Orkin Exterminating Co. v. Harris

Annotate this Case

224 Ga. 759 (1968)

164 S.E.2d 727

ORKIN EXTERMINATING COMPANY, INC. v. HARRIS.

24901.

Supreme Court of Georgia.

Argued October 15, 1968.

Decided November 7, 1968.

Irving K. Kaler, S. B. Lippitt, for appellant.

Robert H. Herndon, for appellee.

GRICE, Justice.

A suit seeking injunctive relief against alleged violation of restrictive covenants as to employment produced this appeal. Orkin Exterminating Company, Inc., filed the action against its former employee, Billy Harris, in the Superior Court of Baldwin County. Upon conclusion of a hearing the trial court entered an order vacating a restraining order previously granted and denying the employer's prayer for interlocutory injunction. Enumerated as error are the entry of this order, and also the refusal to pass upon and grant the employer's motion for judgment on the pleadings.

At the hearing it appeared without dispute that the parties *760 entered into a written contract of employment dated December 31, 1964, which, among other matters, prohibited the employee for a period of two years immediately following its termination "for any reason whatsoever," directly or indirectly, for himself or on behalf of any other person or company, from calling upon or soliciting customers of Orkin and from engaging in the same business in a designated area of this State. It also appeared without contradiction that the employee, during the prohibited time and within the prohibited area, made such solicitations and engaged in the same business.

The same contract provisions in issue here have been upheld as reasonable restraint of trade and therefore enforceable by this court in the following cases: Orkin Exterminating Co., Inc. of South Georgia v. Mills, 218 Ga. 340 (127 SE2d 796); Thomas v. Orkin Termite Co., Inc., 222 Ga. 207 (149 SE2d 85); Orkin Exterminating Co., Inc. v. Gill, 222 Ga. 760 (152 SE2d 411); and Rider v. Orkin Exterminating Co., Inc., 224 Ga. 145 (160 SE2d 381). The Mills and Gill cases, supra, involved, as here, denial of temporary injunctions and were reversed by this court.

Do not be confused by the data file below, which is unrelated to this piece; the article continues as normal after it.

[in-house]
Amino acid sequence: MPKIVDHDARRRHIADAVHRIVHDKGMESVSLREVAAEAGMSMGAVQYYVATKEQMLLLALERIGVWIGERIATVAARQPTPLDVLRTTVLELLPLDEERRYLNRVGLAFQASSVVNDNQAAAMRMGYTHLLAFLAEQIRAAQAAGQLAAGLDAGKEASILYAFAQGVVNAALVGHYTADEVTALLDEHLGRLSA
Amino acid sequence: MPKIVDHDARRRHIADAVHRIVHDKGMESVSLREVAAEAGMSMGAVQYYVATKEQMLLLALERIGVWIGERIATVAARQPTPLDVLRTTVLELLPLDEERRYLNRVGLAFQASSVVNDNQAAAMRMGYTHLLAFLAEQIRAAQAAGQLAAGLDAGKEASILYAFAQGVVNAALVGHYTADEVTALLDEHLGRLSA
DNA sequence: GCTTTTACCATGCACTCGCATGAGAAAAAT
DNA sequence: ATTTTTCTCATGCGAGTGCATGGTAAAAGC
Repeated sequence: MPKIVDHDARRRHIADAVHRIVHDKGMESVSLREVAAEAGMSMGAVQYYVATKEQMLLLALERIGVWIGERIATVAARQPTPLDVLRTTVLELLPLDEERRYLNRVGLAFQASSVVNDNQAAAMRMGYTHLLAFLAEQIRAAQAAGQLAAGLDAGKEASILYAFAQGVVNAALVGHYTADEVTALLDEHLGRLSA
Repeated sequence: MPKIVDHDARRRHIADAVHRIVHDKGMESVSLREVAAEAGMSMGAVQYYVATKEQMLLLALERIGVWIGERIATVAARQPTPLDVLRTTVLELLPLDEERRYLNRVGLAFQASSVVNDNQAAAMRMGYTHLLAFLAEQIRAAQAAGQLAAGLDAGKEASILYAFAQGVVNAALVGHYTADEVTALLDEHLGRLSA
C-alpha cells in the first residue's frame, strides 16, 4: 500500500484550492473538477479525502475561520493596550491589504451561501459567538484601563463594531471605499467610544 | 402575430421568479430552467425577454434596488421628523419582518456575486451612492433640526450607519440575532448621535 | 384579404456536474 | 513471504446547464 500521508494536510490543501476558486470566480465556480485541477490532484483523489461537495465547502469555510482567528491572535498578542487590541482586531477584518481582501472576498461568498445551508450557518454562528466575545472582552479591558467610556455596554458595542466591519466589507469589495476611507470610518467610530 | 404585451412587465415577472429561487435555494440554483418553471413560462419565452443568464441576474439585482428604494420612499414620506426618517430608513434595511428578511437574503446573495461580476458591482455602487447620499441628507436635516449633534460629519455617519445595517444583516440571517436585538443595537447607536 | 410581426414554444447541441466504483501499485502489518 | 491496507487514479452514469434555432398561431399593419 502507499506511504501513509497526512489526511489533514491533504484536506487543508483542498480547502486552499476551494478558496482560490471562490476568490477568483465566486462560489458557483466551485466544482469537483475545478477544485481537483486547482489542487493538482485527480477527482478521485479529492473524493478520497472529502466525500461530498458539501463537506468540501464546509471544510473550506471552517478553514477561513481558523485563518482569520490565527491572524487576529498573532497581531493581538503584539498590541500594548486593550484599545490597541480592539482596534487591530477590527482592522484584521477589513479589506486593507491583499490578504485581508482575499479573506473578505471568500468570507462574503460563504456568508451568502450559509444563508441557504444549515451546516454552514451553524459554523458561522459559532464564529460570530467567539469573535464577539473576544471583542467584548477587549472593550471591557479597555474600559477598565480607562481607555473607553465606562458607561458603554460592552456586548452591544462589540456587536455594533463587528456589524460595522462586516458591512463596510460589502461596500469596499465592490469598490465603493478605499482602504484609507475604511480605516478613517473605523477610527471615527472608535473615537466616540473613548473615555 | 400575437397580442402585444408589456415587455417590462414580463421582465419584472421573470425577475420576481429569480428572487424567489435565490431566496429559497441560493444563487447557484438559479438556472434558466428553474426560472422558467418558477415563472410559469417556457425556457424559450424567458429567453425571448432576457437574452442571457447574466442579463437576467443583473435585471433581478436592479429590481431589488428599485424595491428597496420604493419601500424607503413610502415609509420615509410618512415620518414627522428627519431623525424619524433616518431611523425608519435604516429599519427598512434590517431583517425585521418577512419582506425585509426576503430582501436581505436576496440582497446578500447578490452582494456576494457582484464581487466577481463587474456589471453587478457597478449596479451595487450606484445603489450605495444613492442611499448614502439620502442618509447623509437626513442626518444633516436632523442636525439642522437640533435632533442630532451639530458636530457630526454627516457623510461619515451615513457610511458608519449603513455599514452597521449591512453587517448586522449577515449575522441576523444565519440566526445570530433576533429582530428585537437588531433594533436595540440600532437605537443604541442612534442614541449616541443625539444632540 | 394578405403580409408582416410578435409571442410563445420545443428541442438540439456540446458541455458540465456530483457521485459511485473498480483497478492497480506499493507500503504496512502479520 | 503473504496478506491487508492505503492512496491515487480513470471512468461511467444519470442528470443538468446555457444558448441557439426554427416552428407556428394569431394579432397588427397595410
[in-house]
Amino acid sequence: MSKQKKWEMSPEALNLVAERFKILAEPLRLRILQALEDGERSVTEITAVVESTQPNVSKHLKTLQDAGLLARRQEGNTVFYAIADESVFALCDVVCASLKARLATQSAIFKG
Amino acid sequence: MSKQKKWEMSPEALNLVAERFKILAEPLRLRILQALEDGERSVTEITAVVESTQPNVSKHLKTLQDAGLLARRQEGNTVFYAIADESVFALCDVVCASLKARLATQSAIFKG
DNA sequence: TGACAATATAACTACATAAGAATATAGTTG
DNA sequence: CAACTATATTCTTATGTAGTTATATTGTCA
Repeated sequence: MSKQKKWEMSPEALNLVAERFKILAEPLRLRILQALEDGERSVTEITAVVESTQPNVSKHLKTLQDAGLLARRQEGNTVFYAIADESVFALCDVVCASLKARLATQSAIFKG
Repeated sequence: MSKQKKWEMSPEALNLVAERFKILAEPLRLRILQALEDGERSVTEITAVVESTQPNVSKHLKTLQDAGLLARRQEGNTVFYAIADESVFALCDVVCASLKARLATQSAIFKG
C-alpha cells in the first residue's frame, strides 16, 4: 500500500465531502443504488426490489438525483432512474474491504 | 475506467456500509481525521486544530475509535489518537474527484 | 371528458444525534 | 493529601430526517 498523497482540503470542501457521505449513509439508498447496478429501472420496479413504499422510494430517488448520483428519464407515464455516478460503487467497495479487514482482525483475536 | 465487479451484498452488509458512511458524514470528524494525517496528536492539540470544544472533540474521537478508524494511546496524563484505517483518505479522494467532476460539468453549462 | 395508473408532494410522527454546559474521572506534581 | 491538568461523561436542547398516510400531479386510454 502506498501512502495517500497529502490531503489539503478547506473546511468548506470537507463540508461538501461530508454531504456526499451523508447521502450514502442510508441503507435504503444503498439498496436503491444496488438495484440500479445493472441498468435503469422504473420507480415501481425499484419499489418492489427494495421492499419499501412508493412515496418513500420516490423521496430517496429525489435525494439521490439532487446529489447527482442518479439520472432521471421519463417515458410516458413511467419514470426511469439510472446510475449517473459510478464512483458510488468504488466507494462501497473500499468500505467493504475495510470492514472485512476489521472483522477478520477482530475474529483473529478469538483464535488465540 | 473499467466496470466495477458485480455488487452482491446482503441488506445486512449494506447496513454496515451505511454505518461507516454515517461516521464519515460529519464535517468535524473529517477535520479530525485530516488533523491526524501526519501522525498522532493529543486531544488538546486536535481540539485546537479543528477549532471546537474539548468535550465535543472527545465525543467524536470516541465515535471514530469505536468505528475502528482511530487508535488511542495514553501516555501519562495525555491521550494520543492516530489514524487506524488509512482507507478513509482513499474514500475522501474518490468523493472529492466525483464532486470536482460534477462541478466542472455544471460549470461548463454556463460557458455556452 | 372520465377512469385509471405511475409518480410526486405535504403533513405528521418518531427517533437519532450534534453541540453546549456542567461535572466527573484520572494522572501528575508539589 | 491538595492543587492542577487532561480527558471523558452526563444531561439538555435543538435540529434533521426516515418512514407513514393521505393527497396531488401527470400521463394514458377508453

1. In the case at bar the employee seeks to excuse his admitted violation of the covenants as to solicitation and competition upon the ground that the evidence showed the employer had breached the contract. He claims (1) that he was not paid certain compensation due him and therefore there was a failure of consideration for the covenants now in question; (2) that the employer sought to have him agree to a new contract provision as to compensation and upon his refusal, wrongfully terminated his employment; and (3) that the employer had failed to instruct him on the secret methods and means of pest control referred to in the contract and thereby made a material misrepresentation as to the benefits accruing to him under the contract.

This contention is not meritorious.

We regard the Gill case, 222 Ga. 760, supra, as controlling.

There the employee defended upon the ground that the employer had discharged him, in violation of the terms of the contract, and thereby failed to do equity. The trial court based its denial of injunction upon that defense. However, upon review, this court's opinion stressed the contract language that "`These *761 covenants [restrictive] on the part of the employee shall be construed as an agreement independent of any other provision in this agreement, and the existence of any claim or cause of action of the employee against the company whether predicated on this agreement or otherwise, shall not constitute a defense to the enforcement by the company of said covenants.' (Emphasis supplied.)" The contract in the case at bar contains this same provision.

The Gill opinion stated that the case was controlled by Mansfield v. B. & W. Gas, Inc., 222 Ga. 259 (2) (149 SE2d 482), which said that under a comparable contract ". . . whether the employee voluntarily terminated the contract or was involuntarily discharged would be of no consequence, for the covenant restricting the right of the individual to work for a competitor would not be contingent on the manner of termination but `regardless of who was at fault' would be valid and enforceable." This court then held that under the Mansfield decision the trial judge "was bound as a matter of law to grant the temporary injunction, and it was error not to do so." Orkin Exterminating Co. v. Gill, 222 Ga. 760, 765, supra.

The ruling thus made in the Gill case, and its supporting Mansfield decision, that the covenants in the contract are independent, compels the conclusion that the contentions relied upon by the employee here are not maintainable. See also the Rider case, 224 Ga. 145, supra, especially in connection with the contention as to failure of consideration.

We therefore hold that the evidence demanded the injunctive relief sought, and that its denial was error.

2. However, we conclude that the trial court properly refused to pass upon and grant the employer's motion for judgment on the pleadings, filed pursuant to Georgia Laws 1966, pages 609, 623 (Code Ann. § 81A-112 (c)). This motion averred in essence that under the verified pleadings a judgment in its favor was demanded. However, when the employer insisted that this motion be ruled upon, the 30-day period allowed for filing defensive pleadings (Ga. L. 1966, pp. 609, 622-623; Code Ann. § 81A-112 (a)), had not expired. Therefore consideration of this motion would have been premature.

*762 For the foregoing reasons judgment as to denial of the injunctive relief is reversed, and the refusal to rule on the motion for judgment on the pleadings is affirmed. All the Justices concur.